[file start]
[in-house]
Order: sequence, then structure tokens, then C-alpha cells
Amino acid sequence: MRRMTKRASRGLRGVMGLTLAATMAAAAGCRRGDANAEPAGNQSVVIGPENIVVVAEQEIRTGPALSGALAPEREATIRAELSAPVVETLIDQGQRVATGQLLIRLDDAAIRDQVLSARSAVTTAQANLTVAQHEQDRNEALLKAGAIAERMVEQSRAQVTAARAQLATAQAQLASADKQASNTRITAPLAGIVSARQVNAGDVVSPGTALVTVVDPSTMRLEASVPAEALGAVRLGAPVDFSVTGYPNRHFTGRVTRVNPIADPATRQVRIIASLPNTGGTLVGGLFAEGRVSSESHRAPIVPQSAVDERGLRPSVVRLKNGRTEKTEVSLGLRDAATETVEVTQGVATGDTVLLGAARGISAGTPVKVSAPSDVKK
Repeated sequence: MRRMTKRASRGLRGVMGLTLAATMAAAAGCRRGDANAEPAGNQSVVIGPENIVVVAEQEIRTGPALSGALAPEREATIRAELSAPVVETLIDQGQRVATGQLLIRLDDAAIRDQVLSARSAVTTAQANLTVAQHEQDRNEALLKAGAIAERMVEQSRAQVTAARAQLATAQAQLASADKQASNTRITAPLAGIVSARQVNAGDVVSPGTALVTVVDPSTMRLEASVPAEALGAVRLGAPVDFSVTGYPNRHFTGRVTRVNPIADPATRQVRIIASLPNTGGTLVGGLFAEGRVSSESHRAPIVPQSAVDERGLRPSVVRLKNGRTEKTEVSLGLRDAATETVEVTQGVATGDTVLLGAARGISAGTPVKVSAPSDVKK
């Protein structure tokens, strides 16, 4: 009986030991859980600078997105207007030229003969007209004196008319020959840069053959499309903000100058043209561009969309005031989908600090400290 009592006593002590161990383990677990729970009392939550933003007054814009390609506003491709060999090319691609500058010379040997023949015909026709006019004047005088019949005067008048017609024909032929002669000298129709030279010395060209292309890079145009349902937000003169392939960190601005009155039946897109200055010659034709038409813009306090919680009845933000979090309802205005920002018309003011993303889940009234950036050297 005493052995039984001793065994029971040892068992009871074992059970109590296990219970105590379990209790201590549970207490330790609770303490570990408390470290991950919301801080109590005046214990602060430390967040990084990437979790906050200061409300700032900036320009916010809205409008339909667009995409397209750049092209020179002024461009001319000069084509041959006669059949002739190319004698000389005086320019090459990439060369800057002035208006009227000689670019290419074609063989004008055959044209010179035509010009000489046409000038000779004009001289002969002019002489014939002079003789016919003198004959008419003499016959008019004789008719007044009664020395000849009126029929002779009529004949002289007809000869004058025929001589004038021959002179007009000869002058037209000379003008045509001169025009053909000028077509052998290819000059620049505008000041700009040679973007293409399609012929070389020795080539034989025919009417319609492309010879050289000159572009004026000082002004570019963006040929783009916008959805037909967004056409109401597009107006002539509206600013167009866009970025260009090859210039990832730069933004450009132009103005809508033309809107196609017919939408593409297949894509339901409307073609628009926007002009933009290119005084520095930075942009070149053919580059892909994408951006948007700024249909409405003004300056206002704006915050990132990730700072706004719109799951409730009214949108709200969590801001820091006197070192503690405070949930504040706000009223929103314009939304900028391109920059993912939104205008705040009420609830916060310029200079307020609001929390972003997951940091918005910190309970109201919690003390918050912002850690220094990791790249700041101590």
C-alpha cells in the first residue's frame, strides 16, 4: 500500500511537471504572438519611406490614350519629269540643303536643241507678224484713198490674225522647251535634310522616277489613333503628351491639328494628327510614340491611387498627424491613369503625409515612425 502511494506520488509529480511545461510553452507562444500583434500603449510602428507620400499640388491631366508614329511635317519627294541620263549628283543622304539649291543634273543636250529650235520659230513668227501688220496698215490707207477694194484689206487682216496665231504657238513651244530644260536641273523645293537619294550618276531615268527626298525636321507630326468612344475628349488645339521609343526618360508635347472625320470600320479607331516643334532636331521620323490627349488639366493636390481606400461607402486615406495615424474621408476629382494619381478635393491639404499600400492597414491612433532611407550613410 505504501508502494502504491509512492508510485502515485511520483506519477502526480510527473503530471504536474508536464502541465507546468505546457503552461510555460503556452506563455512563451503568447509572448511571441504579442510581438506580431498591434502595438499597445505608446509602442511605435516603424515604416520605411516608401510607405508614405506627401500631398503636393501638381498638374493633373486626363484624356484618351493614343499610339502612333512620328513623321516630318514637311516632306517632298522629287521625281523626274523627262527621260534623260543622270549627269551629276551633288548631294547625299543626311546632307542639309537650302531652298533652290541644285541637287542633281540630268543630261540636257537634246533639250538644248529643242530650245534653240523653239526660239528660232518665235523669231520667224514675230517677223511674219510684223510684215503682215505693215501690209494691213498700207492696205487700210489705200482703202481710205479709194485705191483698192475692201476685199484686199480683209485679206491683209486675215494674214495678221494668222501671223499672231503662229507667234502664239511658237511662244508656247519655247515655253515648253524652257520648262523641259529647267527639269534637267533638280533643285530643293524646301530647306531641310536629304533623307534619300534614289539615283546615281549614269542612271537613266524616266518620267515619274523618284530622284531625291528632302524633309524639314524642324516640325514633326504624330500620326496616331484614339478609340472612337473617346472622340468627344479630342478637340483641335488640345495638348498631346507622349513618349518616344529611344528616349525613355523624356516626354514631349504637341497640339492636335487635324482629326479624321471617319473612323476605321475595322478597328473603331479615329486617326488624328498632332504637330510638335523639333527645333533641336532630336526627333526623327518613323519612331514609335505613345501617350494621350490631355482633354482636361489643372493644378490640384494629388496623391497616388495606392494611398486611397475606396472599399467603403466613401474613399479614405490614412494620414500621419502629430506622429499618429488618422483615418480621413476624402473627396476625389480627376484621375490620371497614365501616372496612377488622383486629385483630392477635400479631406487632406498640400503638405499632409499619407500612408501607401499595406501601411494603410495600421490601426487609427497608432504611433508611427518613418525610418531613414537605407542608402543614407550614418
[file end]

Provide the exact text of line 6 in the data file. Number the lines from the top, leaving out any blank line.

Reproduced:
C-alpha cells in the first residue's frame, strides 16, 4: 500500500511537471504572438519611406490614350519629269540643303536643241507678224484713198490674225522647251535634310522616277489613333503628351491639328494628327510614340491611387498627424491613369503625409515612425 502511494506520488509529480511545461510553452507562444500583434500603449510602428507620400499640388491631366508614329511635317519627294541620263549628283543622304539649291543634273543636250529650235520659230513668227501688220496698215490707207477694194484689206487682216496665231504657238513651244530644260536641273523645293537619294550618276531615268527626298525636321507630326468612344475628349488645339521609343526618360508635347472625320470600320479607331516643334532636331521620323490627349488639366493636390481606400461607402486615406495615424474621408476629382494619381478635393491639404499600400492597414491612433532611407550613410 505504501508502494502504491509512492508510485502515485511520483506519477502526480510527473503530471504536474508536464502541465507546468505546457503552461510555460503556452506563455512563451503568447509572448511571441504579442510581438506580431498591434502595438499597445505608446509602442511605435516603424515604416520605411516608401510607405508614405506627401500631398503636393501638381498638374493633373486626363484624356484618351493614343499610339502612333512620328513623321516630318514637311516632306517632298522629287521625281523626274523627262527621260534623260543622270549627269551629276551633288548631294547625299543626311546632307542639309537650302531652298533652290541644285541637287542633281540630268543630261540636257537634246533639250538644248529643242530650245534653240523653239526660239528660232518665235523669231520667224514675230517677223511674219510684223510684215503682215505693215501690209494691213498700207492696205487700210489705200482703202481710205479709194485705191483698192475692201476685199484686199480683209485679206491683209486675215494674214495678221494668222501671223499672231503662229507667234502664239511658237511662244508656247519655247515655253515648253524652257520648262523641259529647267527639269534637267533638280533643285530643293524646301530647306531641310536629304533623307534619300534614289539615283546615281549614269542612271537613266524616266518620267515619274523618284530622284531625291528632302524633309524639314524642324516640325514633326504624330500620326496616331484614339478609340472612337473617346472622340468627344479630342478637340483641335488640345495638348498631346507622349513618349518616344529611344528616349525613355523624356516626354514631349504637341497640339492636335487635324482629326479624321471617319473612323476605321475595322478597328473603331479615329486617326488624328498632332504637330510638335523639333527645333533641336532630336526627333526623327518613323519612331514609335505613345501617350494621350490631355482633354482636361489643372493644378490640384494629388496623391497616388495606392494611398486611397475606396472599399467603403466613401474613399479614405490614412494620414500621419502629430506622429499618429488618422483615418480621413476624402473627396476625389480627376484621375490620371497614365501616372496612377488622383486629385483630392477635400479631406487632406498640400503638405499632409499619407500612408501607401499595406501601411494603410495600421490601426487609427497608432504611433508611427518613418525610418531613414537605407542608402543614407550614418